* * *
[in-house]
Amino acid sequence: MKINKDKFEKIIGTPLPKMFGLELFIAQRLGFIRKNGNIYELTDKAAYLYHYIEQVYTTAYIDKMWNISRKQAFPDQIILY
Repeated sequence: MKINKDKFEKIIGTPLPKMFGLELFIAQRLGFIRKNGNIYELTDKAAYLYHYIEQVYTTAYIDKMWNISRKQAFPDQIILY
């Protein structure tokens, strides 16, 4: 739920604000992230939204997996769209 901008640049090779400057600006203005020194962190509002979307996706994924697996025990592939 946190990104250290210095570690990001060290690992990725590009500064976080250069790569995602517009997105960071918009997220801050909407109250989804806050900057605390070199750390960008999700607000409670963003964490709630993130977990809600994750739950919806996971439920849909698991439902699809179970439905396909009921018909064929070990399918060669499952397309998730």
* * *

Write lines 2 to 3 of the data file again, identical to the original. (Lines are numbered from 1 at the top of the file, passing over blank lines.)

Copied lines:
Amino acid sequence: MKINKDKFEKIIGTPLPKMFGLELFIAQRLGFIRKNGNIYELTDKAAYLYHYIEQVYTTAYIDKMWNISRKQAFPDQIILY
Repeated sequence: MKINKDKFEKIIGTPLPKMFGLELFIAQRLGFIRKNGNIYELTDKAAYLYHYIEQVYTTAYIDKMWNISRKQAFPDQIILY